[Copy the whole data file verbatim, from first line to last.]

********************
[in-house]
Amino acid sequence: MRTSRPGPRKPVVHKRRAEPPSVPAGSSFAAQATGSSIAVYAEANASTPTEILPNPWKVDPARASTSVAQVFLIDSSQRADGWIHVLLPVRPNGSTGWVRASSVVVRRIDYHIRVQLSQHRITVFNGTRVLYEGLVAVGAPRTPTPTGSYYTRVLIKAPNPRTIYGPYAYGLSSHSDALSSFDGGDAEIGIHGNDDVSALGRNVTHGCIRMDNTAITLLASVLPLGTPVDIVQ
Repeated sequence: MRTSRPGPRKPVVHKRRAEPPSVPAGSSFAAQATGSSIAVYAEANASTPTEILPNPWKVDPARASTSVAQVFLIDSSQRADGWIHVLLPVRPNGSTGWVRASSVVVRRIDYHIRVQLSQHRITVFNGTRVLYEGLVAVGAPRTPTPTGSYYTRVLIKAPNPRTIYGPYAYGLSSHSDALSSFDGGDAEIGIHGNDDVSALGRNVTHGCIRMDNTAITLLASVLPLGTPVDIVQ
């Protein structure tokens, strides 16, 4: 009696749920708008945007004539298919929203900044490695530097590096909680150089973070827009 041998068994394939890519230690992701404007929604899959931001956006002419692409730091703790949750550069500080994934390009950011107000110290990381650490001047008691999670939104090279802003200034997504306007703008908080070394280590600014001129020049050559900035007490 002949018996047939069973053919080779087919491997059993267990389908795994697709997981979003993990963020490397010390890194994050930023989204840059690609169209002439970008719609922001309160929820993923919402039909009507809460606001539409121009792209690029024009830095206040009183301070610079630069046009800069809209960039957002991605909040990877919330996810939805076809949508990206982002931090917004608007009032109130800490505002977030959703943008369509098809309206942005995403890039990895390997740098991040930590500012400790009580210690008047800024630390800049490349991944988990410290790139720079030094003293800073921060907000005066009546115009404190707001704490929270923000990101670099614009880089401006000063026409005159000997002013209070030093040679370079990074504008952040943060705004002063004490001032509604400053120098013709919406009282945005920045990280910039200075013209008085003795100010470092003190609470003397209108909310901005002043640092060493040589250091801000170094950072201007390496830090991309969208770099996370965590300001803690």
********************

[in-house]
Amino acid sequence: MRTSRPGPRKPVVHKRRAEPPSVPAGSSFAAQATGSSIAVYAEANASTPTEILPNPWKVDPARASTSVAQVFLIDSSQRADGWIHVLLPVRPNGSTGWVRASSVVVRRIDYHIRVQLSQHRITVFNGTRVLYEGLVAVGAPRTPTPTGSYYTRVLIKAPNPRTIYGPYAYGLSSHSDALSSFDGGDAEIGIHGNDDVSALGRNVTHGCIRMDNTAITLLASVLPLGTPVDIVQ
Repeated sequence: MRTSRPGPRKPVVHKRRAEPPSVPAGSSFAAQATGSSIAVYAEANASTPTEILPNPWKVDPARASTSVAQVFLIDSSQRADGWIHVLLPVRPNGSTGWVRASSVVVRRIDYHIRVQLSQHRITVFNGTRVLYEGLVAVGAPRTPTPTGSYYTRVLIKAPNPRTIYGPYAYGLSSHSDALSSFDGGDAEIGIHGNDDVSALGRNVTHGCIRMDNTAITLLASVLPLGTPVDIVQ
């Protein structure tokens, strides 16, 4: 009696749920708008945007004539298919929203900044490695530097590096909680150089973070827009 041998068994394939890519230690992701404007929604899959931001956006002419692409730091703790949750550069500080994934390009950011107000110290990381650490001047008691999670939104090279802003200034997504306007703008908080070394280590600014001129020049050559900035007490 002949018996047939069973053919080779087919491997059993267990389908795994697709997981979003993990963020490397010390890194994050930023989204840059690609169209002439970008719609922001309160929820993923919402039909009507809460606001539409121009792209690029024009830095206040009183301070610079630069046009800069809209960039957002991605909040990877919330996810939805076809949508990206982002931090917004608007009032109130800490505002977030959703943008369509098809309206942005995403890039990895390997740098991040930590500012400790009580210690008047800024630390800049490349991944988990410290790139720079030094003293800073921060907000005066009546115009404190707001704490929270923000990101670099614009880089401006000063026409005159000997002013209070030093040679370079990074504008952040943060705004002063004490001032509604400053120098013709919406009282945005920045990280910039200075013209008085003795100010470092003190609470003397209108909310901005002043640092060493040589250091801000170094950072201007390496830090991309969208770099996370965590300001803690």